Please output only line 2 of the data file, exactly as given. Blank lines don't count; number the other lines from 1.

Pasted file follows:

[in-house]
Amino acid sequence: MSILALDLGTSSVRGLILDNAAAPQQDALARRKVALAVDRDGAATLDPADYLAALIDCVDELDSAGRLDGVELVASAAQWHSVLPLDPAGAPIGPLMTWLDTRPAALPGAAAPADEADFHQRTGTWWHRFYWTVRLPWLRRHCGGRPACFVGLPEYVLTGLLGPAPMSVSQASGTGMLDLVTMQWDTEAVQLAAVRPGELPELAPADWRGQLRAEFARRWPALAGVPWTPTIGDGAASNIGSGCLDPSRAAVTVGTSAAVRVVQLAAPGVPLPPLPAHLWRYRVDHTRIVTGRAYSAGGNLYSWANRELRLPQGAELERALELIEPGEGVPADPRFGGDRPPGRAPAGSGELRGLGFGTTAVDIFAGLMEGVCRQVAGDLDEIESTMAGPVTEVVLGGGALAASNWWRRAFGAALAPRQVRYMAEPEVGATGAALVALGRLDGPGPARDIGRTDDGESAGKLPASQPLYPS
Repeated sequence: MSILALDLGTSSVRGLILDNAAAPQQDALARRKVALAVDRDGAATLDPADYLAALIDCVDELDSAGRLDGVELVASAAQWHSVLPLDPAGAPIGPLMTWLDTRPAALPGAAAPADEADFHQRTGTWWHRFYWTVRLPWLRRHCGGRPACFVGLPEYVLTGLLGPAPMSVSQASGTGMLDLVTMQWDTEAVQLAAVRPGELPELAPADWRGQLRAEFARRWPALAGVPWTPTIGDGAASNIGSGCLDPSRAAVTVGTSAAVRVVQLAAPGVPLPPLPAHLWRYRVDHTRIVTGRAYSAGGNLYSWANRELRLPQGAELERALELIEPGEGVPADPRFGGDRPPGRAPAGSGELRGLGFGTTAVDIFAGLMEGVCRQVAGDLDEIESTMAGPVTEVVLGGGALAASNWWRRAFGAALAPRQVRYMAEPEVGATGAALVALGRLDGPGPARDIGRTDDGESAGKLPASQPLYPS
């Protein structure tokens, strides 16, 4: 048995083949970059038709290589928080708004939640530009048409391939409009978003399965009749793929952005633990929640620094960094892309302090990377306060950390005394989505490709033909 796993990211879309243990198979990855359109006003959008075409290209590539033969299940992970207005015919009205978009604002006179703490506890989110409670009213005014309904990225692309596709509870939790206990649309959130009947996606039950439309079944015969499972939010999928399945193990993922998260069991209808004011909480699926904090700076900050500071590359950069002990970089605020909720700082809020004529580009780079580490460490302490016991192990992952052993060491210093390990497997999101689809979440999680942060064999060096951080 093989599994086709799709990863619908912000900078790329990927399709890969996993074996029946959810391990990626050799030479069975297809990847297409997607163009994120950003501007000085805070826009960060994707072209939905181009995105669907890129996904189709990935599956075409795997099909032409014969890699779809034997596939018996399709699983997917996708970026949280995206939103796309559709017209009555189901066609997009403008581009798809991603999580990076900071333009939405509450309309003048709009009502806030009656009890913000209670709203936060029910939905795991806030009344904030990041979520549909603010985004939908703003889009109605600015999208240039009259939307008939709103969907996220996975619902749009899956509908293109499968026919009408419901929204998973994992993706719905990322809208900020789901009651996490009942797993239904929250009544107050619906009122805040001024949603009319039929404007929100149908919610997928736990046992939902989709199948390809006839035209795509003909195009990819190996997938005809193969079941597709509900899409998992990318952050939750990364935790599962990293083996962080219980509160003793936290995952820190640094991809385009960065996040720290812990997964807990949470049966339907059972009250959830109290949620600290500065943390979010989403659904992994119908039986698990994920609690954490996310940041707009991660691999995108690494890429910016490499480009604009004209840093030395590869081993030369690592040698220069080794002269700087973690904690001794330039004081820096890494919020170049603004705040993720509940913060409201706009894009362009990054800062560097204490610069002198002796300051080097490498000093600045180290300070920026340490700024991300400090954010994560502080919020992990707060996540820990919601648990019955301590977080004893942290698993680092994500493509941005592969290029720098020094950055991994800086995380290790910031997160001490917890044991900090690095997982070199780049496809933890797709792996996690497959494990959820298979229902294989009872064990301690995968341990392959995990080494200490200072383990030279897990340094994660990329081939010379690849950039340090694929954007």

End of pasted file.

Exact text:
Amino acid sequence: MSILALDLGTSSVRGLILDNAAAPQQDALARRKVALAVDRDGAATLDPADYLAALIDCVDELDSAGRLDGVELVASAAQWHSVLPLDPAGAPIGPLMTWLDTRPAALPGAAAPADEADFHQRTGTWWHRFYWTVRLPWLRRHCGGRPACFVGLPEYVLTGLLGPAPMSVSQASGTGMLDLVTMQWDTEAVQLAAVRPGELPELAPADWRGQLRAEFARRWPALAGVPWTPTIGDGAASNIGSGCLDPSRAAVTVGTSAAVRVVQLAAPGVPLPPLPAHLWRYRVDHTRIVTGRAYSAGGNLYSWANRELRLPQGAELERALELIEPGEGVPADPRFGGDRPPGRAPAGSGELRGLGFGTTAVDIFAGLMEGVCRQVAGDLDEIESTMAGPVTEVVLGGGALAASNWWRRAFGAALAPRQVRYMAEPEVGATGAALVALGRLDGPGPARDIGRTDDGESAGKLPASQPLYPS